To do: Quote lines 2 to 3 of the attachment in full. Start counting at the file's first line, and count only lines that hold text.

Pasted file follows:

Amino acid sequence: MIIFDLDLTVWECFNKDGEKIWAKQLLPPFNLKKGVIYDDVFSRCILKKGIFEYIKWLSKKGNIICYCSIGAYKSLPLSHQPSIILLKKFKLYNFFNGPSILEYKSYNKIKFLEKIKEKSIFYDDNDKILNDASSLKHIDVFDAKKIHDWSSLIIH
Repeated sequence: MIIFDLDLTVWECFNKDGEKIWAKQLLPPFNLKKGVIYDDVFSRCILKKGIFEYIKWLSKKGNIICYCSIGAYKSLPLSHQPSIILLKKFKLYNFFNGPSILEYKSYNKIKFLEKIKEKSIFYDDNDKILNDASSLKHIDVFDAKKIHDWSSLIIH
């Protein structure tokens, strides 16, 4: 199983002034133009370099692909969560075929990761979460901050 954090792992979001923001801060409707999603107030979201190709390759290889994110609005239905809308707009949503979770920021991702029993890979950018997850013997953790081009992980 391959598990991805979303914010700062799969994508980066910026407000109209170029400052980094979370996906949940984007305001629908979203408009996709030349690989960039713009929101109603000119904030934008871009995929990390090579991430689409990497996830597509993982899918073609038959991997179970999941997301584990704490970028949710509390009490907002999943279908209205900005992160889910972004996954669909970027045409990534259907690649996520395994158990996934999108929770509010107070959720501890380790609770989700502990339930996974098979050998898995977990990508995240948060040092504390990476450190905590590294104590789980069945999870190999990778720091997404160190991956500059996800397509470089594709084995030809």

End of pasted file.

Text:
Repeated sequence: MIIFDLDLTVWECFNKDGEKIWAKQLLPPFNLKKGVIYDDVFSRCILKKGIFEYIKWLSKKGNIICYCSIGAYKSLPLSHQPSIILLKKFKLYNFFNGPSILEYKSYNKIKFLEKIKEKSIFYDDNDKILNDASSLKHIDVFDAKKIHDWSSLIIH
């Protein structure tokens, strides 16, 4: 199983002034133009370099692909969560075929990761979460901050 954090792992979001923001801060409707999603107030979201190709390759290889994110609005239905809308707009949503979770920021991702029993890979950018997850013997953790081009992980 391959598990991805979303914010700062799969994508980066910026407000109209170029400052980094979370996906949940984007305001629908979203408009996709030349690989960039713009929101109603000119904030934008871009995929990390090579991430689409990497996830597509993982899918073609038959991997179970999941997301584990704490970028949710509390009490907002999943279908209205900005992160889910972004996954669909970027045409990534259907690649996520395994158990996934999108929770509010107070959720501890380790609770989700502990339930996974098979050998898995977990990508995240948060040092504390990476450190905590590294104590789980069945999870190999990778720091997404160190991956500059996800397509470089594709084995030809």